Addressing climate change and promoting sustainable mobility
The third EPR determined that the country’s energy sector, comprising energy supply and consumption in the transport, residential and service sectors, had the highest share in greenhouse gas (GHG) emissions, accounting for 68 per cent of the total emissions in 2011 (72 per cent in 2015). The EPR also found that the Government was making efforts to raise public awareness on climate change and energy efficiency.
In 2019, Montenegro adopted a law on protection from the negative impacts of climate change, thus regulating the implementation of measures necessary to establish a comprehensive system for the reduction of GHG emissions. To meet the objectives of the Paris Agreement and global air quality targets, the transport sector needs to shift to low- and zero-emissions vehicles.
UNECE has helped the Government of Montenegro to prepare legal and guidance documents for monitoring GHG emissions to address climate change and promote sustainable mobility.
Two rulebooks were developed and adopted in September–October 2020 to regulate the content of the plan for monitoring GHG emissions from stationary plants and the aviation industry, determining the content of monitoring plan procedures, required data and methodology for the respective industries.
A third rulebook on the content of signs, guides, posters, displays and promotional literature and materials on fuel consumption and CO2 emissions from new passenger car models was developed and adopted in November 2020 in order to raise public awareness of the negative impact of GHG emissions.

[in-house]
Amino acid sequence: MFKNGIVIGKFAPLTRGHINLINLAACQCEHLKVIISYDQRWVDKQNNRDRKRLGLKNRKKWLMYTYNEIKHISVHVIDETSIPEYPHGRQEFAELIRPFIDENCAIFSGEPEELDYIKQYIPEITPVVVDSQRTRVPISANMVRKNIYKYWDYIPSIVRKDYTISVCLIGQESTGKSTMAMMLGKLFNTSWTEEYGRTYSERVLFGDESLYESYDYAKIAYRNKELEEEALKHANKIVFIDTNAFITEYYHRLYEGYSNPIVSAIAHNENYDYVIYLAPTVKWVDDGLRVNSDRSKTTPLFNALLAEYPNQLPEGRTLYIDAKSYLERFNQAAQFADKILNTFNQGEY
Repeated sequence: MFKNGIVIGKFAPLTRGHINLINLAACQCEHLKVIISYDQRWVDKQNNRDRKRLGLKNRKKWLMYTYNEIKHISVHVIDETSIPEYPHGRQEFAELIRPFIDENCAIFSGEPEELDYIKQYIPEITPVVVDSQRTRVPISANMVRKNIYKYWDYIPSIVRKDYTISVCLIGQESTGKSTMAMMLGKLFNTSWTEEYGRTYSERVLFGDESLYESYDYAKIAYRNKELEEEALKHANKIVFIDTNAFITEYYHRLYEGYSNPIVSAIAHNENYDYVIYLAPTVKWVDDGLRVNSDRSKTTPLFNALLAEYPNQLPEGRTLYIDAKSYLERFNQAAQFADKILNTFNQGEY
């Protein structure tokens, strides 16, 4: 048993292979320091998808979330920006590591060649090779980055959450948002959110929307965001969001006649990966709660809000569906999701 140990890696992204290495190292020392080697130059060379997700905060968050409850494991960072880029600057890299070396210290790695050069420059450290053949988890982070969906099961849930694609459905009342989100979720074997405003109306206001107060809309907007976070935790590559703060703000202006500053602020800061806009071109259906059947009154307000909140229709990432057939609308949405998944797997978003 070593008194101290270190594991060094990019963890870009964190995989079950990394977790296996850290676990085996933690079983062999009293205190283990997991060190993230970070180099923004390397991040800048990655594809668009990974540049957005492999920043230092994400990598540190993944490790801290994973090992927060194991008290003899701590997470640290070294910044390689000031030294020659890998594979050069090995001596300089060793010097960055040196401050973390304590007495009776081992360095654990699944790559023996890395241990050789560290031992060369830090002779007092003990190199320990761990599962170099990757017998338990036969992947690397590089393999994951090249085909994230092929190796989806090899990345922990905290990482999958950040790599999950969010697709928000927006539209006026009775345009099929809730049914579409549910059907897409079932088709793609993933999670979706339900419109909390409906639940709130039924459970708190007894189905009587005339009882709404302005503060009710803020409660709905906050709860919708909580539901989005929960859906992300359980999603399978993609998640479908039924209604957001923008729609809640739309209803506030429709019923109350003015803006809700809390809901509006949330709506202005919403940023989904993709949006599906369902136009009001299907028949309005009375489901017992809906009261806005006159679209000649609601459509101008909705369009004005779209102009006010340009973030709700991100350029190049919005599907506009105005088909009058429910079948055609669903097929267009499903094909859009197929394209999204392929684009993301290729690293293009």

Moreover, in 2020, a guide on fuel consumption and CO2 emissions for new passenger car models available on the domestic market was prepared as a living document to be updated annually. The guide also gives tips to drivers and an explanation of the environmental impact of GHG emissions and the use of passenger vehicles and various fuels. This is one step towards implementing target 13.2 of the Sustainable Development Goals on the integration of climate change measures into national policies, strategies and planning.
Scoring global goals for sustainability
The assistance provided by UNECE to the Government of Montenegro furthers the implementation of the 2030 Agenda for Sustainable Development and assists the county in its ongoing Sustainable Development Goal nationalization process. Moreover, it helps the country advance its delivery on many SDGs, including targets of Goals 3 (good health and well-being), 6 (clean water and sanitation), 7 (affordable and clean energy), 8 (decent work and economic growth), 9 (industry, innovation and infrastructure), 11 (sustainable cities and communities), 12 (responsible consumption and production), 13 (climate action), 14 (life below water), 15 (life on land), 16 (peace, justice and strong institutions) and 17 (partnerships for the Goals).
The assistance is made possible in the framework of the Project on evidence-based environmental governance and sustainable environmental policies in support of the 2030 Agenda in South-East Europe (2018–2021), headed by the UNECE EPR Programme with support from the United Nations Development Account.